Since its founding in October 1998, e-Citi has been an independent unit. Under the leadership of Edward Horowitz, who joined Citigroup in January 1997 from Viacom Inc. to head what was then called the advanced development group, e-Citi has engineered partnerships to bolster Citigroup's online presence. These include a co-marketing agreement with Virgin Group in the United Kingdom to offer customers Internet access, a prominent position on Netscape Communications Corp.'s Netcenter portal, and a project with About.com (previously called the Mining Company) to develop communities of interest. And e-Citi spearheaded the soft launching last August of Citi f/i, Citigroup's Internet-only bank.

Chase Manhattan Corp. is another major banking company that has put its Internet initiatives in a separate unit, Chase.com.

But Citigroup is far from alone as it reviews how best to structure its technology businesses. Bank One Corp., under the leadership of former Citi executive James Dimon, also is doing a high-profile review of its electronic businesses, which include the online bank WingspanBank.com.

Indeed, a backlash against isolating Internet units appears to be forming. Wells Fargo & Co., for example, recently named three executives to head major business units and told them to make all aspects of these businesses Internet-enabled.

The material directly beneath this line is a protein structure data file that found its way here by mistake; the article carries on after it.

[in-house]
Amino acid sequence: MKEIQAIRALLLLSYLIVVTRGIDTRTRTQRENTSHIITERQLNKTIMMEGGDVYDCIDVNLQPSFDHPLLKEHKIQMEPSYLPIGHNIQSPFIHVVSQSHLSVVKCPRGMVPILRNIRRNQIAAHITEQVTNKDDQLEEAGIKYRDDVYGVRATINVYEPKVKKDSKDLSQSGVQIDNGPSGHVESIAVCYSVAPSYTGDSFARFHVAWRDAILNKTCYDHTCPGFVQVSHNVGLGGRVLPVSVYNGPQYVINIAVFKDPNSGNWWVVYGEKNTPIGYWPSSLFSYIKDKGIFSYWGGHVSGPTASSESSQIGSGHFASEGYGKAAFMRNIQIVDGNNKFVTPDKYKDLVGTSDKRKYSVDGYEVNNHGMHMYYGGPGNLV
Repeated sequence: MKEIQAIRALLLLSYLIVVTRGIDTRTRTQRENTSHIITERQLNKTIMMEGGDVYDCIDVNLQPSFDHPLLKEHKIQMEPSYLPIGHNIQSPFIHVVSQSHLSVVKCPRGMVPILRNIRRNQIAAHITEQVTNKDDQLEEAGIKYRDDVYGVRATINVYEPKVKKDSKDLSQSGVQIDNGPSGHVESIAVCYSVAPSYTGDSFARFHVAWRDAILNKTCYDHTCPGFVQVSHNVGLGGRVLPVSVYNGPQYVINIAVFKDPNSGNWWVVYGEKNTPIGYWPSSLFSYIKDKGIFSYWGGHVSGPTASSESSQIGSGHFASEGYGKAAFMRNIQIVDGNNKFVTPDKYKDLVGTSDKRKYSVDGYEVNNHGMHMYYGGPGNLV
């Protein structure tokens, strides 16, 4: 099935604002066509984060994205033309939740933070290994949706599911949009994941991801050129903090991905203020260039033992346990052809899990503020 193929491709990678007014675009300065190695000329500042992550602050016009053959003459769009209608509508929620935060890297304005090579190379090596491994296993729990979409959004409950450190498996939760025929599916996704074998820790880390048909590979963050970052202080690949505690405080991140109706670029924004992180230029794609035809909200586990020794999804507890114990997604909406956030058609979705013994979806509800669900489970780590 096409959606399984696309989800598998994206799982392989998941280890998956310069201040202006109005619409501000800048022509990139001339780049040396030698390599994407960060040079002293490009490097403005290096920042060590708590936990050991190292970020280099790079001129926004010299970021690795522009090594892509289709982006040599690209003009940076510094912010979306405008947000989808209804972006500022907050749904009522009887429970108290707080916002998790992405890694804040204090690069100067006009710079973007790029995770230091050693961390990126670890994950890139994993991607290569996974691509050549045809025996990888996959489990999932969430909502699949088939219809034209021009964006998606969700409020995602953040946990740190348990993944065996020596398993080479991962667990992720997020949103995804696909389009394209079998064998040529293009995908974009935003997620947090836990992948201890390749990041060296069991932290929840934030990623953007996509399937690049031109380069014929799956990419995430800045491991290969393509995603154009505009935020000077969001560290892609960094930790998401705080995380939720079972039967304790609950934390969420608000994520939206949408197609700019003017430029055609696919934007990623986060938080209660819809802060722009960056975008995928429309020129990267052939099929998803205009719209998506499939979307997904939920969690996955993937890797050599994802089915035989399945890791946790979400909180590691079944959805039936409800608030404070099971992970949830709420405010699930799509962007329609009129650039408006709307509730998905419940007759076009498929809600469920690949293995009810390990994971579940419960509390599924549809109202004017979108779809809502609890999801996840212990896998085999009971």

Wachovia Corp. backtracked from its strategy last year of building a stand-alone Internet group in favor of spreading online responsibilities to all business units. "We think it's important for the whole company to take ownership for e-business," said Jason Ward, e-business director in Wachovia's retail bank. "A decentralized approach puts power back into the hands of people who understand the business."

Eric J. Rajendra, a vice president at A.T. Kearney Inc., said the complete separation of online projects is "a waste of time." Without involvement of the business-unit leaders, the initiatives of Internet-focused groups are extremely difficult to carry out and easily derailed by the business units, he said.

"It's incumbent on the line-unit heads to take initiative" in such endeavors, Mr. Rajendra said. "They should be in the driver's seat."

Cary Serif, Arthur Andersen's lead partner for e-business financial services in North America, said success in online business "boils down to what an organization's strategy is. Clearly Citigroup wants to get its business integrated into the Internet process."

Christopher Musto, director of financial services at Gomez Advisors Inc., said, "John Reed was the spiritual force behind the Internet and e-Citi." However, his departure does not detract from the importance Citi is giving the Internet, Mr. Musto said, and its establishment of the Internet operating committee reinforces this. "The committee is an indication that Citigroup wants to ensure that the people running the business units are coordinated," he said.

Ron Mandle, a banking analyst at Sanford C. Bernstein & Co., said the operating committee's purpose is "to make sure all the divisions become Internet-enabled so the company can realize the best opportunities on the Internet and make investments in the best possible way."